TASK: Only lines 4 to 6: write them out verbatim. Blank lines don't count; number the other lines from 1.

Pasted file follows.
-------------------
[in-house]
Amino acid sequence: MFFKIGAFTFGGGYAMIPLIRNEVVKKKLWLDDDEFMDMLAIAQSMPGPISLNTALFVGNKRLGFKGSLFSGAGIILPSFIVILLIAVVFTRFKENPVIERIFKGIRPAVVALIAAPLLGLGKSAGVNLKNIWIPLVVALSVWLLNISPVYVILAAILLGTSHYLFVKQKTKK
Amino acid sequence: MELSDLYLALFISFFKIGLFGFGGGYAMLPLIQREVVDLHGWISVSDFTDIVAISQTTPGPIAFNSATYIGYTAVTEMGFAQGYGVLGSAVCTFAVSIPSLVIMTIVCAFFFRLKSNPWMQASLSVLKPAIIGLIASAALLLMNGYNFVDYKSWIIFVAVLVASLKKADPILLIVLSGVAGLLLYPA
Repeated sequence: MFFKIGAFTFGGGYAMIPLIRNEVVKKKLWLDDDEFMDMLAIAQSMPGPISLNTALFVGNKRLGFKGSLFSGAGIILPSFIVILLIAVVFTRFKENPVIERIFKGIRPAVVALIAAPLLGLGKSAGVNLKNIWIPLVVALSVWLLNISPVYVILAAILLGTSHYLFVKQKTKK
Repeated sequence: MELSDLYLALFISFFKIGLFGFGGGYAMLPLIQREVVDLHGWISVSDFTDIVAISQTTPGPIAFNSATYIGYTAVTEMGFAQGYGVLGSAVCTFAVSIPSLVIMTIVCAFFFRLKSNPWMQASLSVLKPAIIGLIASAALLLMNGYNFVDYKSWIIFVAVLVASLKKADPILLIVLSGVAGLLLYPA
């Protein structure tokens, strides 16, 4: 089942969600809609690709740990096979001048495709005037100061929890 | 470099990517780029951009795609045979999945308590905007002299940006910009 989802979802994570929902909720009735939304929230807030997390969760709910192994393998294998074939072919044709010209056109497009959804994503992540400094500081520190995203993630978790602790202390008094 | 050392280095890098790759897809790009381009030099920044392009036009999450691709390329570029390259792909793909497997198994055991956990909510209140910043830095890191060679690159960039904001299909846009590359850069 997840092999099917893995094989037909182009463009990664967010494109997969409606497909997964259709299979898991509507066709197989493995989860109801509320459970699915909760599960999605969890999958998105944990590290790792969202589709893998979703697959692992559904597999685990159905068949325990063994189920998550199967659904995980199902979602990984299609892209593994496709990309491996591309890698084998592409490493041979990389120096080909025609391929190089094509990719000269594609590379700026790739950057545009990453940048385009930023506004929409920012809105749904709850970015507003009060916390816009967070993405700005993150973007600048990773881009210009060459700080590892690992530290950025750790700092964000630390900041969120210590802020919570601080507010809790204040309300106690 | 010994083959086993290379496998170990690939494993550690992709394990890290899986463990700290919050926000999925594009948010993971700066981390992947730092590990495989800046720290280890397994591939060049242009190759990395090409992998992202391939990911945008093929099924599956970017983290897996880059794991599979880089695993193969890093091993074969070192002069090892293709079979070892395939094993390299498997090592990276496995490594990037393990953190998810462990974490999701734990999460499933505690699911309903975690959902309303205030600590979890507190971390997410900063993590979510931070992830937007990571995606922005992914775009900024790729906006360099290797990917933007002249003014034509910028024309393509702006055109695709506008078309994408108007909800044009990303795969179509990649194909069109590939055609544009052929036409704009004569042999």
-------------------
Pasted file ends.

Repeated sequence: MFFKIGAFTFGGGYAMIPLIRNEVVKKKLWLDDDEFMDMLAIAQSMPGPISLNTALFVGNKRLGFKGSLFSGAGIILPSFIVILLIAVVFTRFKENPVIERIFKGIRPAVVALIAAPLLGLGKSAGVNLKNIWIPLVVALSVWLLNISPVYVILAAILLGTSHYLFVKQKTKK
Repeated sequence: MELSDLYLALFISFFKIGLFGFGGGYAMLPLIQREVVDLHGWISVSDFTDIVAISQTTPGPIAFNSATYIGYTAVTEMGFAQGYGVLGSAVCTFAVSIPSLVIMTIVCAFFFRLKSNPWMQASLSVLKPAIIGLIASAALLLMNGYNFVDYKSWIIFVAVLVASLKKADPILLIVLSGVAGLLLYPA
């Protein structure tokens, strides 16, 4: 089942969600809609690709740990096979001048495709005037100061929890 | 470099990517780029951009795609045979999945308590905007002299940006910009 989802979802994570929902909720009735939304929230807030997390969760709910192994393998294998074939072919044709010209056109497009959804994503992540400094500081520190995203993630978790602790202390008094 | 050392280095890098790759897809790009381009030099920044392009036009999450691709390329570029390259792909793909497997198994055991956990909510209140910043830095890191060679690159960039904001299909846009590359850069 997840092999099917893995094989037909182009463009990664967010494109997969409606497909997964259709299979898991509507066709197989493995989860109801509320459970699915909760599960999605969890999958998105944990590290790792969202589709893998979703697959692992559904597999685990159905068949325990063994189920998550199967659904995980199902979602990984299609892209593994496709990309491996591309890698084998592409490493041979990389120096080909025609391929190089094509990719000269594609590379700026790739950057545009990453940048385009930023506004929409920012809105749904709850970015507003009060916390816009967070993405700005993150973007600048990773881009210009060459700080590892690992530290950025750790700092964000630390900041969120210590802020919570601080507010809790204040309300106690 | 010994083959086993290379496998170990690939494993550690992709394990890290899986463990700290919050926000999925594009948010993971700066981390992947730092590990495989800046720290280890397994591939060049242009190759990395090409992998992202391939990911945008093929099924599956970017983290897996880059794991599979880089695993193969890093091993074969070192002069090892293709079979070892395939094993390299498997090592990276496995490594990037393990953190998810462990974490999701734990999460499933505690699911309903975690959902309303205030600590979890507190971390997410900063993590979510931070992830937007990571995606922005992914775009900024790729906006360099290797990917933007002249003014034509910028024309393509702006055109695709506008078309994408108007909800044009990303795969179509990649194909069109590939055609544009052929036409704009004569042999």